GRAND RAPIDS SAFE:i'Y DEPOSIT co. 'II.
SAFE & LOCK CO.
GRAND RAPIDS SAFETY DEPOSIT
Co. et al.
(C£rcuft Court, B. D. Ohio, W. D.
April 23, 1891.)
FalUD-CoLLtl8ION wiTH AGENT-RIGHTS OJ!' PRINCIPAL.
A,corporation which contracts With the agent of another corporation to furnish tbe, vault. for $7,250, but at ,tqe request of tbe agentexpre!lsesthe considerationin the contract to be '13,000. and afterwards gives the agent a stat.emenll ofacc011nt showing a false credit of 15,750 for a payment. purpOrting to hlive beeD.IIllfolle by the agent, is liable to the agent's principal for the amount realized lIy the Ipeans of the fraud.. The facti that the agent Is also a, stockholder in plaintiff corporation does nG1l' sf· to recover for the fraud perpetra.ted.· .
BAME-'RIGIlT OJ!' ACTION.
The f\ICt that. stock In lliaintiff corporation was Issued to tlle.agent for the amount of thefrandulent excess 1D the price of the safety vault, and that this stock Is worth les8tehaniw-Jace'value, dOElIl Dot the uability of defepdant for theface·valUe qf ,the being the
Wilbt/ &WaldandMontgl1meTY Follitt' & for defendants..
Bundy, for "
SAGEIJ. Thelu'gument by counsel for the defendant upon motion for: a ne.w trial omits the consideration of the rulesofJa.w which control the caSEl·.. Goodrich,.the agent of the promoters who subsequently organized the plaintiff corporation, and became its sole original stockholders, ·madea contract with the defenctant company for a safety vault ·for the uses of the corporation. The defendant agreed with him to fumishand put Up the vault for thestlmof $7,250 j but upon his request the consideration expressed,.in the c(.nttact was &13,000, which was the amount paid by the plaintiff company, as follows: $7,250 in cash, and the residue in capita:! stock! issued by; the company at par, to Goodrich, in cdnsideration of hissuppogedpayment of the amount thereof on account of said contract. 'fhecontract shows upon its face that Goodrich was acting fOr the plOmoterscon; behalf bfthe corporation about to be formed. There can be; nQ possible doubt\ either in law or in fset, that the defendants were chargeable with notice that Goodrich was acting as an agent. Now, there is lio proposition of law relating to agency better settled than that the agent must be. loyal to his trust, and that "he, may not deal in the business his agency for his own ,benefit. Whart. Ag. § 231et aeq.; Mechem, Ag. § 454 et 8eq. From this principle results the ot,her rule .that all,})rofrtsmadeandadvantages gained by the agent in the exeQtltion of his agency belong, to the principal. Ringo.v·.BinnB, 10 Pet. 269. Evenif'it be};i:llClWn that the principal was not in fact injured; by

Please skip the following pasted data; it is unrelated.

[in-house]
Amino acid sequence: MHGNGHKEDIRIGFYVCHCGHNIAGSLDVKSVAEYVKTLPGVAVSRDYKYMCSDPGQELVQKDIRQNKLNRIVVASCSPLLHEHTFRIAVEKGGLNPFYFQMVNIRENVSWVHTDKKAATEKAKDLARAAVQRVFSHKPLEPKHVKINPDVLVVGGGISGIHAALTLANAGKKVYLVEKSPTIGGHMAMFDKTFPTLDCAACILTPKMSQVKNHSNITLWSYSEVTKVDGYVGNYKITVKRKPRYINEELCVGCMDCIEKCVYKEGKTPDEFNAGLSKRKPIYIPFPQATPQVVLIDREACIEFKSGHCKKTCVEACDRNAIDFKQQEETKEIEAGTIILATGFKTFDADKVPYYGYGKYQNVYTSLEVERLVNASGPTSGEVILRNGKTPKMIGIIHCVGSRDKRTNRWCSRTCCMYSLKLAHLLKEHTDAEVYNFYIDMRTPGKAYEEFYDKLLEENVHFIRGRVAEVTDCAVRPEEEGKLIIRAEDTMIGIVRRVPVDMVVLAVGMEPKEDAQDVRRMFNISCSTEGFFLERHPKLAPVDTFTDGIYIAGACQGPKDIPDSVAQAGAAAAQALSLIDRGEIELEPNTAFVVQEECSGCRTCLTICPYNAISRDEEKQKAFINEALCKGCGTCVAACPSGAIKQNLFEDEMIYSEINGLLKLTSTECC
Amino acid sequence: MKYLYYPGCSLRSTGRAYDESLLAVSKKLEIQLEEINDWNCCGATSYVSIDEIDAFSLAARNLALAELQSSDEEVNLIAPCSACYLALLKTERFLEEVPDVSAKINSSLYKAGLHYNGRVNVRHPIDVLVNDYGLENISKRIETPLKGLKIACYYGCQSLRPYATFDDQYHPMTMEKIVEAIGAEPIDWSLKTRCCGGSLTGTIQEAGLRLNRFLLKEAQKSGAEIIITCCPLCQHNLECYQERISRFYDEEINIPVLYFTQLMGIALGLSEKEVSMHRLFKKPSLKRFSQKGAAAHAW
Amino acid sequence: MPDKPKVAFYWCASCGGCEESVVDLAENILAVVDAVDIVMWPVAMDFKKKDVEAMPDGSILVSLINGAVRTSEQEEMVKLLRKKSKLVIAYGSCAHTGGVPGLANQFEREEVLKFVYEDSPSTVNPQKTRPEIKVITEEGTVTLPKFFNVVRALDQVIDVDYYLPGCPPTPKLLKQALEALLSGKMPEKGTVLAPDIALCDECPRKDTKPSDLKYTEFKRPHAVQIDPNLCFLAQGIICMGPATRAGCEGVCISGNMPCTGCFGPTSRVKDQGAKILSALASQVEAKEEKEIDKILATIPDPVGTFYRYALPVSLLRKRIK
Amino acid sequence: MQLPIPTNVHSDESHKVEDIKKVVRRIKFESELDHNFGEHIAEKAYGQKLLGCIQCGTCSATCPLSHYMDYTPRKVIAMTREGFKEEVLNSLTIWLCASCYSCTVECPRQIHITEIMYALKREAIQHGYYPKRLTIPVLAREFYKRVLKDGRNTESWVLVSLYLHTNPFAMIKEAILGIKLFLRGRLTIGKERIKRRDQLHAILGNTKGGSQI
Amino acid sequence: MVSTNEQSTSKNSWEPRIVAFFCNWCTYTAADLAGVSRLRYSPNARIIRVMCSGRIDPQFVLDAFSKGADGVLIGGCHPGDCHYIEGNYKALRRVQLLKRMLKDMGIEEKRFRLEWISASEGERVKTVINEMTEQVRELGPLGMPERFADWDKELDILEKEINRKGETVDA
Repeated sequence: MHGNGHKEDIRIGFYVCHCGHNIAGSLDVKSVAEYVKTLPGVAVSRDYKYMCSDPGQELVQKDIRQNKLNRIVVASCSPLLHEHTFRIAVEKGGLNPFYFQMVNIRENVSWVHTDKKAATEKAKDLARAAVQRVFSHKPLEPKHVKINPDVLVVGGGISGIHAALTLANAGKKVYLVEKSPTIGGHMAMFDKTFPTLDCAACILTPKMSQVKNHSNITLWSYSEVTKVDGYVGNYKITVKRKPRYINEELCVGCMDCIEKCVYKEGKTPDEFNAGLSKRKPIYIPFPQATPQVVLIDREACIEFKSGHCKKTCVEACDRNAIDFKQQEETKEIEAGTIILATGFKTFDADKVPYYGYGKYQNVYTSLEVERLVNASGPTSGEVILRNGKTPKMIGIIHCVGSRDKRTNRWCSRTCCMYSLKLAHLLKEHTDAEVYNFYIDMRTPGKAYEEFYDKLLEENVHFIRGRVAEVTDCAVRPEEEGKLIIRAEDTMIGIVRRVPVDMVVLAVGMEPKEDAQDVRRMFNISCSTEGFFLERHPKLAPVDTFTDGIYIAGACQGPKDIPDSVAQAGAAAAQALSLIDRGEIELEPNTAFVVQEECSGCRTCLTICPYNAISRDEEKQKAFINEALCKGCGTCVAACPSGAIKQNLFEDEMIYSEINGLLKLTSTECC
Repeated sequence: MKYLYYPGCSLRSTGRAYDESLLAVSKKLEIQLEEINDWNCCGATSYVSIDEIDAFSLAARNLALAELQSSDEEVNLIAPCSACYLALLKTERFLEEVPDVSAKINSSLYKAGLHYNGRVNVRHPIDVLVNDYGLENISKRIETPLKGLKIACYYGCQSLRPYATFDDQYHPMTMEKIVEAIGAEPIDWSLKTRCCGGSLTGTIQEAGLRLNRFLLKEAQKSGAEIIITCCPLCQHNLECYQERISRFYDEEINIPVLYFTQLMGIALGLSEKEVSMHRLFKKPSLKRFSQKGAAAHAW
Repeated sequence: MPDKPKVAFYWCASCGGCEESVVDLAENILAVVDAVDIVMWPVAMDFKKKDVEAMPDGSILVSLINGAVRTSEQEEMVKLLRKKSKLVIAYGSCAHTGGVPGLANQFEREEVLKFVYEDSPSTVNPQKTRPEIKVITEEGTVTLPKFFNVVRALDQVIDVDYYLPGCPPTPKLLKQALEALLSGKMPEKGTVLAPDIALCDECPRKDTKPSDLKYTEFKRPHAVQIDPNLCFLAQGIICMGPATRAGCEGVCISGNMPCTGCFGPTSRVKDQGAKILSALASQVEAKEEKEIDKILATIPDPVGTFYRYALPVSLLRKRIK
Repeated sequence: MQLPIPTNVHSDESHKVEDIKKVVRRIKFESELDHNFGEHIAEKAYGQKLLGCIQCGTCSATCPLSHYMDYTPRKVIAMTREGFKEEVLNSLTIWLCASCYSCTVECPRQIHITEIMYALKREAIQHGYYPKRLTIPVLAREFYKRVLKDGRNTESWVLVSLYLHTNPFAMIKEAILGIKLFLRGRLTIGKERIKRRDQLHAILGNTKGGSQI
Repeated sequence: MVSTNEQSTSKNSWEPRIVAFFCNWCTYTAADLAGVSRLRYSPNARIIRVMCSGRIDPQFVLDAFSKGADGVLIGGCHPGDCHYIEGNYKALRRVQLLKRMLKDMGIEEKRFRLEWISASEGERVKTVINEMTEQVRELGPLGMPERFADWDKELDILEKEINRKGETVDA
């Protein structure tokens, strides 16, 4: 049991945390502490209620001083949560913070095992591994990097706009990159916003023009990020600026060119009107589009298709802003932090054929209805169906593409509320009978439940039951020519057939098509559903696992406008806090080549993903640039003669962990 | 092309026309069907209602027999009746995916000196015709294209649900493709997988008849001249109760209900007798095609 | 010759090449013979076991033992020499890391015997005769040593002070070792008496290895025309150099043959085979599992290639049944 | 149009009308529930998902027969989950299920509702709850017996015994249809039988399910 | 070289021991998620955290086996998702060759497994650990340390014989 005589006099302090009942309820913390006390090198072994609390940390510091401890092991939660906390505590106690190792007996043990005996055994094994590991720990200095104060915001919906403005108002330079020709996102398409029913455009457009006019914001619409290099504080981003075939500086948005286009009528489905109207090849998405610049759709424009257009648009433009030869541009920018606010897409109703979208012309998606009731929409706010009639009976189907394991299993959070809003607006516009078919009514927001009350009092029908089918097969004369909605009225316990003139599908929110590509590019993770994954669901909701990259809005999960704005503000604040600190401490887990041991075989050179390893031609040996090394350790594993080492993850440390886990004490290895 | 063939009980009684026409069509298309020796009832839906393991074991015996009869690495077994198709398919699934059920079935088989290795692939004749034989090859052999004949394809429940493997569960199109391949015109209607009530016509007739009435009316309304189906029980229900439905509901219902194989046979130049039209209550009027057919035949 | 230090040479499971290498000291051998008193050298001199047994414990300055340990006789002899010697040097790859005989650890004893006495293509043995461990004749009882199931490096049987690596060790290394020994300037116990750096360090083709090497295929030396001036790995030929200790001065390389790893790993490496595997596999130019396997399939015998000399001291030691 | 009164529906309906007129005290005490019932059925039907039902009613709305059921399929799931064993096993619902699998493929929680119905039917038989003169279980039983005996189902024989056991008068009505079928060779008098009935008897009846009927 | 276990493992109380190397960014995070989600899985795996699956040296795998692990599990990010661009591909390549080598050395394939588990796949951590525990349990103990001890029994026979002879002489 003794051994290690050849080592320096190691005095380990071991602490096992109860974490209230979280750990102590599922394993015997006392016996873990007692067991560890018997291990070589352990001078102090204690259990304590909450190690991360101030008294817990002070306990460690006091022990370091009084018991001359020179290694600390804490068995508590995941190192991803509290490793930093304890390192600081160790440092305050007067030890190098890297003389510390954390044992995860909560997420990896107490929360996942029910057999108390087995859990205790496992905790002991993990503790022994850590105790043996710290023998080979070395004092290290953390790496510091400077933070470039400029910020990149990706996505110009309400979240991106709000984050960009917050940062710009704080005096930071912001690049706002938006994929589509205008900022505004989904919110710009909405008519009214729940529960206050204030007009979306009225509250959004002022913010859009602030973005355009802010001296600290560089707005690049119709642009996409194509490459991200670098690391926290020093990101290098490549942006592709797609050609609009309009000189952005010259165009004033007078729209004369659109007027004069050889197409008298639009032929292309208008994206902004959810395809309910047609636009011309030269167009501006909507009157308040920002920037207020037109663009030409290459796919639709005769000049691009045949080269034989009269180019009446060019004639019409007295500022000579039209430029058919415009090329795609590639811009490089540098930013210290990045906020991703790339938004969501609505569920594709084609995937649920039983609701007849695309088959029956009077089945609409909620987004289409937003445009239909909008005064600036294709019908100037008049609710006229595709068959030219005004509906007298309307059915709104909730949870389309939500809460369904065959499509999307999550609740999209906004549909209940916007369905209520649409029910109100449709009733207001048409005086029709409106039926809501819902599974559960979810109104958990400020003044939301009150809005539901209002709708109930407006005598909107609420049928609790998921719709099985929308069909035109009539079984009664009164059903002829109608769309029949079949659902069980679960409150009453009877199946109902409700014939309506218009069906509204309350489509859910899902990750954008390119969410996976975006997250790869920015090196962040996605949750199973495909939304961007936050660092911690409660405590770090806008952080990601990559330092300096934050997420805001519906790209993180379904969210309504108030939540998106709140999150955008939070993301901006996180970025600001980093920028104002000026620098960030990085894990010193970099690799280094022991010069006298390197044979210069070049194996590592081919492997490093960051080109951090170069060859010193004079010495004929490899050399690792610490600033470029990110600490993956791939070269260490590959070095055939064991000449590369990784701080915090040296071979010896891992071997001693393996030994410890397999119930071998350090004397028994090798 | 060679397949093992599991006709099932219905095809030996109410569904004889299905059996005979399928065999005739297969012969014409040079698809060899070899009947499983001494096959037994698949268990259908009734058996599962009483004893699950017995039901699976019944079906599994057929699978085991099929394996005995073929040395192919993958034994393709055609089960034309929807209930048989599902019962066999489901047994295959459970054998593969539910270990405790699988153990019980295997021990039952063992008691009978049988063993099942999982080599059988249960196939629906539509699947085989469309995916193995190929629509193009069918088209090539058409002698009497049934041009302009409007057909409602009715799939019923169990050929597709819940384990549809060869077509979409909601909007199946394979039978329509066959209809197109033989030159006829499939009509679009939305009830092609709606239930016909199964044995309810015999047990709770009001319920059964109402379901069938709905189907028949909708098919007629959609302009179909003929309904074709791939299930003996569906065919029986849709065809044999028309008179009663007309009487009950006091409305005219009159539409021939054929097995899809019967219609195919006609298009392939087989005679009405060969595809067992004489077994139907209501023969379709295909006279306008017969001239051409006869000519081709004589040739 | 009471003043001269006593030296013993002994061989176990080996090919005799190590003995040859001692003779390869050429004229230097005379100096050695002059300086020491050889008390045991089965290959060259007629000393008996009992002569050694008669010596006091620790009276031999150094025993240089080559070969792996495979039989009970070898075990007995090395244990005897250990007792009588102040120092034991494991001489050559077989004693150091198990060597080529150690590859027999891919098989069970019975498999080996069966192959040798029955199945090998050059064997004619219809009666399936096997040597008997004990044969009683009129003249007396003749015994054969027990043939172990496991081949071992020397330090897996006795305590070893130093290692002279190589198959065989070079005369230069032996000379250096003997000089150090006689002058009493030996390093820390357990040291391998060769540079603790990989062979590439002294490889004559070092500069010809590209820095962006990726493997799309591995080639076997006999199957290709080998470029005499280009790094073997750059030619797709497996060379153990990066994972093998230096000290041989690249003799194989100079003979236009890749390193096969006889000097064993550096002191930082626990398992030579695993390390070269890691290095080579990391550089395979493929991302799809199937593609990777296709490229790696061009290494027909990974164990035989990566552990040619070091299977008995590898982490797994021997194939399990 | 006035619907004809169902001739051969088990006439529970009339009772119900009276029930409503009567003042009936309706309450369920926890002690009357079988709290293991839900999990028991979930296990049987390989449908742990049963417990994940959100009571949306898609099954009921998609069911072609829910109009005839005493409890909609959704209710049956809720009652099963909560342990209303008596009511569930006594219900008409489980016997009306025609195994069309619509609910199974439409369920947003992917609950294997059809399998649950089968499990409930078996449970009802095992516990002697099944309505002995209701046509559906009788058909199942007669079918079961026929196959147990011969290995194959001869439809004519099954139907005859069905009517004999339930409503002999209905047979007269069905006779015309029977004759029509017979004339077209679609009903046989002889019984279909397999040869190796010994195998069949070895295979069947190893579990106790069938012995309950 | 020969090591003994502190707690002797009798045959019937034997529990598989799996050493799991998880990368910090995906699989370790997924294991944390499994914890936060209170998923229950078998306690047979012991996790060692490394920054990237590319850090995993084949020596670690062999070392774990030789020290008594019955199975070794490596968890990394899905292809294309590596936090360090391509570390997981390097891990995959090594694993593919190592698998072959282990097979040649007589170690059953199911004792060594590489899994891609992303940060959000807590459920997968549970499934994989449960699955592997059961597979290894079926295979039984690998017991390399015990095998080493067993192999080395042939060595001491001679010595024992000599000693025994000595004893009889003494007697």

the intervention of the agent in his own behalf the result is the same. Gar.dnet v. Ogden, 22 N. Y. 327. If the agent,dealingwith the subject-matter of his agency, acquire!; .aprofit for himself, the law will compel him to account for and transfer to his principal the profit thus acquired. Mechem, Ag. § 469, and cases cited. This is by reason of a principle which applies as well to trustees, who may to for alI profits realized by their use of the trust funds for their own benefit., In this case the transaction was accomplished by fraud and deceit. It could Ilot have been carried into' effect without the connivance and active co-operation of the defendants. Not only did they insert the false and fraudulent statement of consideration in the contract, but later the defendant company (for this particular incident is not shown to have been participated in by the defendant Halliq.ay) furnished to Goodrich, to be byb.im exhibited to the plaintiff, llJ>tatement of account showing a false creditof$5,750 for a. payment purporting to have beep. made by ,him. It is elementary that all who participate in the perpetration of a fraud are to be regarded as principals. The defendants are therefore liablefor the amount which was realized by Goodrich py reason of 'the fraud. This being so, and the facts not' being. in dispute, the court properly charged the jury to fii:ida-verdiCt in favor of the pfaintiff for $5,750, being the amount realized by Goodrich for his own benefit out of the trans.. ' " . "'. " ,. action. To the argument of cOunsel for the defendant' that, inas1lluch as Goodrich became the holder of $8,000 of the entire issue 0($15,00(j' of the complainant's stock, the recovery in this case will in fact be in the like proportion for his benefit, the answer isplliin. There is no testimony tending to prove that Goodrich is now, Or has been since the institution ofthis suit, the holderiof the stock issued to him. If he were, that'·is not 'a matter in regard- to which the court would concern itself. The law does not recognize 1Jhe right to contribution in· favor of wr<lng-doers. It leaves them to adjust their own affairs between themselves, reflising any aid whatever to any of them; , It is urged, further, that the entire transaction on the part of the defendant company was 'conducted by the defendanj, Halliday, without its knowledge or concurrence. The defendant is a corporation, and Halliday was and is its president and managing officer, through, and ,by whom, it made its contracts and transacted its business, and it is responsible for his acts. Whether, in a proceeding in,equity, the defendant company, upon making a clear showing that it was made liable for this ·fraud by the unauthorized participation of its president therein, in its name, without its knowledge or consent, could' be relieved from payaccrue to the benefit of Goodment of so much of the damages as -rich as a stockholder, or could recoup upon Halliday, are questions not before the court. This is an action at law, and the plaintiff is entitled to damages:irrespectiveof these considerations. ' It is further urged that it appears from the testimony that the stock of the complainant company is worth much less than its face value, and that the damages should be reduced correspondingly. The authorities